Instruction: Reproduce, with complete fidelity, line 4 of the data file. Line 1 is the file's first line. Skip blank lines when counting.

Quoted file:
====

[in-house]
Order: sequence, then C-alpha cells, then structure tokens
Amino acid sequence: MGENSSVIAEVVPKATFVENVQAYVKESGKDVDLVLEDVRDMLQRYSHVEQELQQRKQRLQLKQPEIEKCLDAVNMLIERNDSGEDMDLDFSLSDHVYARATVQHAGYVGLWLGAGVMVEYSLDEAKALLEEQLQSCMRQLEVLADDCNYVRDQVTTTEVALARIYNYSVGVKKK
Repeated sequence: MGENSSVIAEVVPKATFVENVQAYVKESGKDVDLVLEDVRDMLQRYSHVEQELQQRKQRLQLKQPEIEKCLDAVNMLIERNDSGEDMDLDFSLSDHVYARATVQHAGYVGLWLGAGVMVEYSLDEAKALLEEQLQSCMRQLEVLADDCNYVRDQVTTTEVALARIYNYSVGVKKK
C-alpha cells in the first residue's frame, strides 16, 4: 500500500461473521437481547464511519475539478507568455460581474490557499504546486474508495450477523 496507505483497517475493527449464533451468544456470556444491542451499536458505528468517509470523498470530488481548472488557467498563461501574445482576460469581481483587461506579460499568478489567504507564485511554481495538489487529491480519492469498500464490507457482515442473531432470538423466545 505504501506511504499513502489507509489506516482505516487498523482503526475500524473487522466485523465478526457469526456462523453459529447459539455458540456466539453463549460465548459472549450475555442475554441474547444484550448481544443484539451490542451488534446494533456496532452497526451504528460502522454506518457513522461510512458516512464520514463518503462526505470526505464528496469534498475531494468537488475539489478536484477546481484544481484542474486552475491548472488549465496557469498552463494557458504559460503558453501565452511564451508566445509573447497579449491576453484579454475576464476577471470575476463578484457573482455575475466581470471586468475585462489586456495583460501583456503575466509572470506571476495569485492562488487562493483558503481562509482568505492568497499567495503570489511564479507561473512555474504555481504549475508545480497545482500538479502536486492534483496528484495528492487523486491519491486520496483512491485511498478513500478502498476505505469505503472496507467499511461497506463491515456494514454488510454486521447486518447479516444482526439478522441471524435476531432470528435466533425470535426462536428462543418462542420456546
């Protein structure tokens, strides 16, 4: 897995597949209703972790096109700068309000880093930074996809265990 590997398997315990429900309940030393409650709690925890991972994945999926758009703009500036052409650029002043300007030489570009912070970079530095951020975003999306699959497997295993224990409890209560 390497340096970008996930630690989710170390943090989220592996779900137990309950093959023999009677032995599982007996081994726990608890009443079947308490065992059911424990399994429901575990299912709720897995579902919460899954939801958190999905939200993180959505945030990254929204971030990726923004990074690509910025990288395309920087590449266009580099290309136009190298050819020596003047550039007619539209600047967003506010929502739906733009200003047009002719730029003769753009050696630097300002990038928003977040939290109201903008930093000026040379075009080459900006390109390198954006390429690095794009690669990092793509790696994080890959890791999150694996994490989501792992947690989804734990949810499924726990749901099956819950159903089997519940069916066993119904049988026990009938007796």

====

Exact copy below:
Repeated sequence: MGENSSVIAEVVPKATFVENVQAYVKESGKDVDLVLEDVRDMLQRYSHVEQELQQRKQRLQLKQPEIEKCLDAVNMLIERNDSGEDMDLDFSLSDHVYARATVQHAGYVGLWLGAGVMVEYSLDEAKALLEEQLQSCMRQLEVLADDCNYVRDQVTTTEVALARIYNYSVGVKKK